Not sure what that means.

The Patton-Fowle House at 711 Prince Street, Alexandria, Va., 5:03PM October 26, 2014.

This historic Federal era-house is a private residence but there is a sign on the front fence discussing its history.

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The last couple times I parked the bike there, I saw people (a young couple) knock on the door and NOT be let in and another time, I saw two young guys (one of whom was kind of hot and I would have let in) knock and have the door open. They had a conversation on the small two-step stoop with someone I couldn't see in the doorway and then the door closed.

To be clear, I don't bother with these modern-day speakeasies such as PX or The Gibson (two blocks from where I live here in D.C.) because there is no frickin' way I would be let in. I'd be standing there like an idiot and whatever person inside looking at me through the security cameras wouldn't in a million years open the door.

If I can borrow the funny line from the Married, With Children episode where the Bundy's meet the (late) Tammy Wynette, I may be many things but I'm not a wannabe because I NEVER TRY.

Let's cue the Groucho Marx line: "I don't want to belong to any club that will accept people like me as a member."

The intersection of Columbus and King Streets, Alexandria, Va., 5:06PM October 26, 2014.

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Look, I get the reason why speakeasies are popular in D.C. -- they give the illusion of something exclusive and secret (maybe even a tad illicit) that keep out all the annoying masses that have overwhelmed everywhere and everything else. It's the bar equivalent of the nightclubs with the velvet red rope and the ginormous, stone-faced black security guys in suits who have to give a slight nod of assent that permits one to enter.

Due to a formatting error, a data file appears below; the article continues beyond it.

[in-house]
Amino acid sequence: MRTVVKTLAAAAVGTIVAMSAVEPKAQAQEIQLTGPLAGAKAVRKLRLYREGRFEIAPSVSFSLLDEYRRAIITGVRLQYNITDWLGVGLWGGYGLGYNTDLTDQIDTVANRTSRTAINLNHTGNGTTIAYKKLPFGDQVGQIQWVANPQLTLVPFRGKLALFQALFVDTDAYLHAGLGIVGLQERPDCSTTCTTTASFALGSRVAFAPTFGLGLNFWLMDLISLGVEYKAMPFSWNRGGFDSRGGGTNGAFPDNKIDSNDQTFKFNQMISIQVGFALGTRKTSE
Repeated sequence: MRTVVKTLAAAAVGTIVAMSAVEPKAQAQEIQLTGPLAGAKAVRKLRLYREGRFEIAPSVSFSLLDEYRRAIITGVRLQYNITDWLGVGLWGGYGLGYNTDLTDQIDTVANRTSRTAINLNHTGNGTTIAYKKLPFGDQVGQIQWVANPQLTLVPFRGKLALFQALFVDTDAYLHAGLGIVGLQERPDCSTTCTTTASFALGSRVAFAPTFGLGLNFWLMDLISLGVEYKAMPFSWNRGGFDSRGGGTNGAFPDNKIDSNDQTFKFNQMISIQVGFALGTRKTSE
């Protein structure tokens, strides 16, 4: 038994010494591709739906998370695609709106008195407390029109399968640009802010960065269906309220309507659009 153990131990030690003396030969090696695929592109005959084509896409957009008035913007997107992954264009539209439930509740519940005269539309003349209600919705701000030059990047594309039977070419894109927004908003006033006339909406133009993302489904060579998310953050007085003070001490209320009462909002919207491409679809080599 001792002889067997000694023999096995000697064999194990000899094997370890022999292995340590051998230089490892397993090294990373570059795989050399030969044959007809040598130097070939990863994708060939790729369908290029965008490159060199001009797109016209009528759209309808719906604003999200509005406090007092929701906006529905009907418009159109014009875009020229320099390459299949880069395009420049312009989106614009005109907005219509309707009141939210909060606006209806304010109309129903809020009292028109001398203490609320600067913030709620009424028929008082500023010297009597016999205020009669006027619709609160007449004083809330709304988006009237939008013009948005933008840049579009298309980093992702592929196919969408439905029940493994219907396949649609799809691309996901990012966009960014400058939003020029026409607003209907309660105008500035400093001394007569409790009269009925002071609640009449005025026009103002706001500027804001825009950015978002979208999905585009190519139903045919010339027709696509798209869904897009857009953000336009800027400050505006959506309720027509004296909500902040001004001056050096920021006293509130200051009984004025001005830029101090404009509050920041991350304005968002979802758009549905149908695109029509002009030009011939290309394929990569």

Of course, the fact that PX has a website means it isn't exactly a speakeasy in the sense that someone from the 1920s would have understood that term. Ditto The Gibson.

The interior of John Strongbow's Tavern, Alexandria, Va., 5:10PM October 26, 2014.

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Anyway, I left a bit after 530PM biked on the Mt. Vernon bike trail at dusk back to D.C., stopping at No. 9 for two drinks (it was the two-for-one special). Bartender Jose was working. I didn't realize he spoke fluent Portuguese, though I should have given his upbringing. I skipped Larry's Lounge and instead came home.

The marina in Old Town Alexandria, Va., 5:46PM October 26, 2014.

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The bike ride itself was fine except for the part between the Jefferson Memorial and the White House going up 14th Street: The tourists were extra annoying, blundering about right into my path, wandering across sidewalks and roadways, forcing me to stop. In one instance, the idiot was listening to music or something through ear buds and did not hear my repeated alerts. His female companion had to physically touch him. Idiot.